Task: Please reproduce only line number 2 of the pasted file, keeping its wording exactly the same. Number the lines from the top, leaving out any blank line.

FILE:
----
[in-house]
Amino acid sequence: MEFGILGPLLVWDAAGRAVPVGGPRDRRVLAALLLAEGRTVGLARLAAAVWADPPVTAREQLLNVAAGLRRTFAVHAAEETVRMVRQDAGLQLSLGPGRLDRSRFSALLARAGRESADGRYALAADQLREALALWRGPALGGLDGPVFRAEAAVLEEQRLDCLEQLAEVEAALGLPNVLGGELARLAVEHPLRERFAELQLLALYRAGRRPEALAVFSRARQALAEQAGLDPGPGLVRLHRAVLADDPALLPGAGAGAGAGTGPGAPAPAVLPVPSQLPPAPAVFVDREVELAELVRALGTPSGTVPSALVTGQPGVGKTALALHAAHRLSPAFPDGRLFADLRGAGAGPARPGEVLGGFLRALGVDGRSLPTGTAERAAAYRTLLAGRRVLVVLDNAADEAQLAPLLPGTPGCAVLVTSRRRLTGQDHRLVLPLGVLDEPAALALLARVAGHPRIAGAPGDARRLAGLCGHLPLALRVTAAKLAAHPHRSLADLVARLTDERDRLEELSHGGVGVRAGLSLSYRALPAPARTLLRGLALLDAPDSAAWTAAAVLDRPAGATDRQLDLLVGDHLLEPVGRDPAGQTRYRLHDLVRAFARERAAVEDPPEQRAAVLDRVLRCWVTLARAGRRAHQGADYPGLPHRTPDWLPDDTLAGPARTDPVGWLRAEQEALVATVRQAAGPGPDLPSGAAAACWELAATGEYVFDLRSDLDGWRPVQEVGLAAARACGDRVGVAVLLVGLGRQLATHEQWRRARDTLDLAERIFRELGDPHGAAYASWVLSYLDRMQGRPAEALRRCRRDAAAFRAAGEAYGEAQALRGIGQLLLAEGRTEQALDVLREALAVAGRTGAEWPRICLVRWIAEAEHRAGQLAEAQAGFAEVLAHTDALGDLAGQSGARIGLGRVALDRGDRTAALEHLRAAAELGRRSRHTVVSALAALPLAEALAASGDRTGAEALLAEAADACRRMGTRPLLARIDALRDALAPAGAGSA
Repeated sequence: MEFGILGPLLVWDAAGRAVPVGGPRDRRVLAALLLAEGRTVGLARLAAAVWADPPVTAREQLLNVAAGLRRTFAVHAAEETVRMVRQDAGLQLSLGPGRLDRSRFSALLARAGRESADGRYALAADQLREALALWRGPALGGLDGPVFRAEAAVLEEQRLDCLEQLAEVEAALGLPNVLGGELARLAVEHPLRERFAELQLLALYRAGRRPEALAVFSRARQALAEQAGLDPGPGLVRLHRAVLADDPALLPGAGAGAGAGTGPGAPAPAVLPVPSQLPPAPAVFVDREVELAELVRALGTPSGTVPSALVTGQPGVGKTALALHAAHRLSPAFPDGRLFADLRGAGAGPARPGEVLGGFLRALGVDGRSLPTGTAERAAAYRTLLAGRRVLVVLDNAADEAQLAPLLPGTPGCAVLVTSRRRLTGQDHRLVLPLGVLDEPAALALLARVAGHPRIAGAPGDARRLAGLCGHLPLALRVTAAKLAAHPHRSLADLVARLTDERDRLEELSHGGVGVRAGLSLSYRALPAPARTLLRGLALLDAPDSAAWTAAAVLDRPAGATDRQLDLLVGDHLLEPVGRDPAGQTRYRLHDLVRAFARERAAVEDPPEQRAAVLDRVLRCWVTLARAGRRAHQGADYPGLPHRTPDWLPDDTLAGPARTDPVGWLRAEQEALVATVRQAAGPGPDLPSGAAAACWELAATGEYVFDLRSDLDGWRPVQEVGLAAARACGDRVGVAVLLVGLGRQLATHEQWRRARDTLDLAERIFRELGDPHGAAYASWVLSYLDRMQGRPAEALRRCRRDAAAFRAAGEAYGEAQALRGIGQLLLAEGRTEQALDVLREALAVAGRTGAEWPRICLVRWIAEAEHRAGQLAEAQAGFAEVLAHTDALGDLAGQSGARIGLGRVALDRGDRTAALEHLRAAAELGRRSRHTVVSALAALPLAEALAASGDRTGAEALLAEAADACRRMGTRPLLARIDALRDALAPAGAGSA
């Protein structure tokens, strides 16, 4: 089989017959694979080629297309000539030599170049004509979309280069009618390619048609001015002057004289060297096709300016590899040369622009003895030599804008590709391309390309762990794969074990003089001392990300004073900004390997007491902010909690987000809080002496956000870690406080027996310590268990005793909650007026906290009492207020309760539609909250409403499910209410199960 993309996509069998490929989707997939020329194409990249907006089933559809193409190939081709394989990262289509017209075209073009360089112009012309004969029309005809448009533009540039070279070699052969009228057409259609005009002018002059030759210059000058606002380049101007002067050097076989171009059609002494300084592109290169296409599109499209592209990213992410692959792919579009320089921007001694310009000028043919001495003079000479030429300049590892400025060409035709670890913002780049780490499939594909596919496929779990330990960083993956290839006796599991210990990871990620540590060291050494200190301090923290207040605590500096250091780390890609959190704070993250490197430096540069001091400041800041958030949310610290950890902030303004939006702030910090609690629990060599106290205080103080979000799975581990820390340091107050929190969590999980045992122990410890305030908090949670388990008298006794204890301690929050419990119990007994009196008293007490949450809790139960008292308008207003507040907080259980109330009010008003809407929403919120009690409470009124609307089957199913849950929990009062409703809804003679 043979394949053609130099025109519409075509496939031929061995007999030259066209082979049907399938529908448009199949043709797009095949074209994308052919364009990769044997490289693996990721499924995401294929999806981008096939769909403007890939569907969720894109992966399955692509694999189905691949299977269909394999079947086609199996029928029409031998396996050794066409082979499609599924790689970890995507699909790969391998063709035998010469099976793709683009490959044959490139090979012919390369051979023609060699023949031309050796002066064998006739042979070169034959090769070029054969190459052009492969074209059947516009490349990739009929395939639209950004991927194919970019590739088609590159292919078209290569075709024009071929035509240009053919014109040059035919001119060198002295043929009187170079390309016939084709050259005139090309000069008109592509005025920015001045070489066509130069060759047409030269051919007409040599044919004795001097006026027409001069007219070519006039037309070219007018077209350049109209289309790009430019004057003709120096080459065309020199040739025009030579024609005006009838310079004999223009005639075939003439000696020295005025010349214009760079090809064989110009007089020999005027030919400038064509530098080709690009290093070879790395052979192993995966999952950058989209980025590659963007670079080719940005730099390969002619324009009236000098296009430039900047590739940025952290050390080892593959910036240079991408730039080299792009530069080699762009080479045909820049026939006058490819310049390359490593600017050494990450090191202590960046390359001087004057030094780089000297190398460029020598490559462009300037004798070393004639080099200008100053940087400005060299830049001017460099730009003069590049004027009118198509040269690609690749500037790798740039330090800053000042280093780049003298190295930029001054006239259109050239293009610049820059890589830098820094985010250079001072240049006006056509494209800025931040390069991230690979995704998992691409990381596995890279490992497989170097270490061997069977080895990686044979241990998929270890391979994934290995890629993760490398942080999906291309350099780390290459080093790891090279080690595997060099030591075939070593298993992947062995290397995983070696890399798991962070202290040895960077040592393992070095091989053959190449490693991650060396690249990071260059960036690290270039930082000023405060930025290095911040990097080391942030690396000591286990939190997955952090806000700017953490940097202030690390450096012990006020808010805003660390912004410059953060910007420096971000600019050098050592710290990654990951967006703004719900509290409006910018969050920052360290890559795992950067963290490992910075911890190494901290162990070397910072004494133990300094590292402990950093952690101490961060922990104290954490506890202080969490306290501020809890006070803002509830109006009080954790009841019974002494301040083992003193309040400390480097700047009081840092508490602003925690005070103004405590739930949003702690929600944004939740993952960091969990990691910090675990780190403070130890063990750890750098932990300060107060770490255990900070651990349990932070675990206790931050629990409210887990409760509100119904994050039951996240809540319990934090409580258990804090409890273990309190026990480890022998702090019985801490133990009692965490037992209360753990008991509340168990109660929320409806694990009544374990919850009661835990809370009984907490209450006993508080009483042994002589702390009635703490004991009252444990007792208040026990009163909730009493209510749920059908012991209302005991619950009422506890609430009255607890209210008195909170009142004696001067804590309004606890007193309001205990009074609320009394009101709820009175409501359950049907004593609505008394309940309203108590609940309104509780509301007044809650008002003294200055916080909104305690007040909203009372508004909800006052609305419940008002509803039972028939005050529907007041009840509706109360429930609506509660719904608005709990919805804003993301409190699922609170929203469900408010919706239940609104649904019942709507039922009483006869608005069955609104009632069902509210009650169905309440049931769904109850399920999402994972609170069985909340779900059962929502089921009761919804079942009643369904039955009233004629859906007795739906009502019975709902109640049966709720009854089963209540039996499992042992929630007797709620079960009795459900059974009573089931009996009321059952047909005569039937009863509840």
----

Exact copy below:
Amino acid sequence: MEFGILGPLLVWDAAGRAVPVGGPRDRRVLAALLLAEGRTVGLARLAAAVWADPPVTAREQLLNVAAGLRRTFAVHAAEETVRMVRQDAGLQLSLGPGRLDRSRFSALLARAGRESADGRYALAADQLREALALWRGPALGGLDGPVFRAEAAVLEEQRLDCLEQLAEVEAALGLPNVLGGELARLAVEHPLRERFAELQLLALYRAGRRPEALAVFSRARQALAEQAGLDPGPGLVRLHRAVLADDPALLPGAGAGAGAGTGPGAPAPAVLPVPSQLPPAPAVFVDREVELAELVRALGTPSGTVPSALVTGQPGVGKTALALHAAHRLSPAFPDGRLFADLRGAGAGPARPGEVLGGFLRALGVDGRSLPTGTAERAAAYRTLLAGRRVLVVLDNAADEAQLAPLLPGTPGCAVLVTSRRRLTGQDHRLVLPLGVLDEPAALALLARVAGHPRIAGAPGDARRLAGLCGHLPLALRVTAAKLAAHPHRSLADLVARLTDERDRLEELSHGGVGVRAGLSLSYRALPAPARTLLRGLALLDAPDSAAWTAAAVLDRPAGATDRQLDLLVGDHLLEPVGRDPAGQTRYRLHDLVRAFARERAAVEDPPEQRAAVLDRVLRCWVTLARAGRRAHQGADYPGLPHRTPDWLPDDTLAGPARTDPVGWLRAEQEALVATVRQAAGPGPDLPSGAAAACWELAATGEYVFDLRSDLDGWRPVQEVGLAAARACGDRVGVAVLLVGLGRQLATHEQWRRARDTLDLAERIFRELGDPHGAAYASWVLSYLDRMQGRPAEALRRCRRDAAAFRAAGEAYGEAQALRGIGQLLLAEGRTEQALDVLREALAVAGRTGAEWPRICLVRWIAEAEHRAGQLAEAQAGFAEVLAHTDALGDLAGQSGARIGLGRVALDRGDRTAALEHLRAAAELGRRSRHTVVSALAALPLAEALAASGDRTGAEALLAEAADACRRMGTRPLLARIDALRDALAPAGAGSA